This kind of misplaced analogizing by businessmen who know nothing about educating children, or who have other more important priorities, has been around for a hundred years, but only since Reagan have the meddlers and misanthropes actually had a chance to operationalize their stupid and dystopic notions. Ironically, the profiteers' own self-created economic depression could serve to stop the shoving of public institutions over the cliff and our democratic souls with them.
The signs are everywhere that fewer and fewer are believing Arne Duncan's superflous superlatives anymore, and the oiliness of oligarchs like Gates (see the June Harper's Magazine) and Broad becomes more apparent as they implant their manipulators like the uber-macho Steve Barr into the public sphere to do their private and self-serving dirty work. U. S. News has even taken notice of the potential bankruptcy in letting the bankrupt lead:
. . . .Assuming that $5 billion is enough dough to "turn around" some of the nation's worst public schools—and that the turnaround can be done in five years—would such an intervention even work? Besides firing and replacing staff or handing the schools over to charter school operators, Arne Duncan has yet to offer any specific examples of what a "school turnaround" would actually consist of. The mantra most recited by Education Department officials now is "bold action" in persistently low-achieving schools, but what does that actually mean?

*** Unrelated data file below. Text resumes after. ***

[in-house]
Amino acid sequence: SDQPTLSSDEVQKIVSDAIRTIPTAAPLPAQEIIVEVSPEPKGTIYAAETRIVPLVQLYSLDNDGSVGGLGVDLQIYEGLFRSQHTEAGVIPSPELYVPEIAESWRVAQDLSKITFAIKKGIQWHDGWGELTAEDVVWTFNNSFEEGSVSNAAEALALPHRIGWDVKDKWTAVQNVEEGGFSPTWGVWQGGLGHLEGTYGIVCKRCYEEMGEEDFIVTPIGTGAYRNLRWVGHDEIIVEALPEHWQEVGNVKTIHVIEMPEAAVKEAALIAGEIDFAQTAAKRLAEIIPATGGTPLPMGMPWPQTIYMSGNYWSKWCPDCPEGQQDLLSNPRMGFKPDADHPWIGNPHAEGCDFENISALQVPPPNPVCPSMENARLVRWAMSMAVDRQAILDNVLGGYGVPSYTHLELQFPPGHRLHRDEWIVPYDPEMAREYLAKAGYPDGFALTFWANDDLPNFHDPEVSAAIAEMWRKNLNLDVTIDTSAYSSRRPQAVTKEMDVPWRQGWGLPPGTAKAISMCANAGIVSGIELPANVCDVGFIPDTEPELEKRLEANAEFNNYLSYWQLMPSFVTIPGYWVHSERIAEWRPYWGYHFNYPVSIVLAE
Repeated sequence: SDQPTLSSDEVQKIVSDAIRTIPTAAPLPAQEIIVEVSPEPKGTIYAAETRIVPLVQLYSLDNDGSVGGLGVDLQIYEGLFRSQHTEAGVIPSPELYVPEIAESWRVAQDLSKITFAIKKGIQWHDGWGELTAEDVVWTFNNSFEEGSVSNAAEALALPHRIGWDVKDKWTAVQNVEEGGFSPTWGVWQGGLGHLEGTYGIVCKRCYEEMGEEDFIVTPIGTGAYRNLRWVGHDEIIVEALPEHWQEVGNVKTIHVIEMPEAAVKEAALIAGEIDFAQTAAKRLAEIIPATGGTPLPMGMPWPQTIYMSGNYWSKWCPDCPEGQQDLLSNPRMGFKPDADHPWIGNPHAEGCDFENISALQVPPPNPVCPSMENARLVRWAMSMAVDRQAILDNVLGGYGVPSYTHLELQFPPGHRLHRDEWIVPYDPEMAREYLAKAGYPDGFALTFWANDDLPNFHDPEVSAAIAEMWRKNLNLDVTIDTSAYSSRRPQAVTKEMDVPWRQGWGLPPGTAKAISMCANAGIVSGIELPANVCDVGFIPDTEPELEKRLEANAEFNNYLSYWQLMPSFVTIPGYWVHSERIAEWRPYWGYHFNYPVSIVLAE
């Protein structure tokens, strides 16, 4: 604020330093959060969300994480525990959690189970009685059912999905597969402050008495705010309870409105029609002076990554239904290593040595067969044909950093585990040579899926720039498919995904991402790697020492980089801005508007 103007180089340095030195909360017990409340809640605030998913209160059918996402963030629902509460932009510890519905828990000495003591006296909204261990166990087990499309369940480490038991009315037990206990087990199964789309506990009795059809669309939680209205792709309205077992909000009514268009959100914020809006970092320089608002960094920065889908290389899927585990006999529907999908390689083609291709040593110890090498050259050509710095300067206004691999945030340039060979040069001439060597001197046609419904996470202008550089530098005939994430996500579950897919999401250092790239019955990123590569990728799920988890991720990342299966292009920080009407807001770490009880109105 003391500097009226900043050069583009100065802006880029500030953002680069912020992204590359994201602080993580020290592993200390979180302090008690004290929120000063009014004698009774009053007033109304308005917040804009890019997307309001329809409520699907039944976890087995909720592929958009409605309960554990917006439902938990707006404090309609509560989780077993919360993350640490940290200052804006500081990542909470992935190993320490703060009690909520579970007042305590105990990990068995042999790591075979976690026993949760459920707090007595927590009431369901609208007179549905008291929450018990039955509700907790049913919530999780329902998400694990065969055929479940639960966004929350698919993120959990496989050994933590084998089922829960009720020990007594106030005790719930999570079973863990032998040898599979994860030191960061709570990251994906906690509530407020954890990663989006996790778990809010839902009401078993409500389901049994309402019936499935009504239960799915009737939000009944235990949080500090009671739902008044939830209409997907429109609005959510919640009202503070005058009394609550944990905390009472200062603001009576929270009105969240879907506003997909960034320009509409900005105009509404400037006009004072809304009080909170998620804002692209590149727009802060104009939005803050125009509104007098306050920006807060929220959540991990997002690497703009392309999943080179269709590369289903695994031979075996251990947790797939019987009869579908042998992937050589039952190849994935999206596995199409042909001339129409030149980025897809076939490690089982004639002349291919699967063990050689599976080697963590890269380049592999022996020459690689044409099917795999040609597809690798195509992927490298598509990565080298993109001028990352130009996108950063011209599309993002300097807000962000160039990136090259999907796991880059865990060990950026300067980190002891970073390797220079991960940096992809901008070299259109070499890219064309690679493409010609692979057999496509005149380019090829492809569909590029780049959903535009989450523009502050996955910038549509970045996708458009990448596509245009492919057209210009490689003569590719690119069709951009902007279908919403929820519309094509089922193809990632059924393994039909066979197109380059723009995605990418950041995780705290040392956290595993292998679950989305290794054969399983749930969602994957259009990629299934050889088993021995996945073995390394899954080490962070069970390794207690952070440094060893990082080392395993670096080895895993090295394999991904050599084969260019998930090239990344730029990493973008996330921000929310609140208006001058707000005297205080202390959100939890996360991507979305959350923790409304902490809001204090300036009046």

Would simply replacing teachers and principals work? If all the other factors in a low-achieving student's life—family, neighborhood, social life—were to remain constant, would substituting an outstanding teacher for an ineffective teacherreverse the achievement levels? Are good teachers and principals all that is needed to turn around struggling schools, the majority of which are in impoverished communities where the parents might not have the time to help their children succeed in school? (Another interesting approach to "shut down" failing schools has recently been mounted by Steve Barr, who is gathering petitions from frustrated parents to convert Los Angeles public schools into charter schools.) What would teachers unions say about the potential massive firings of teachers in an effort to turn around failing schools? . . . .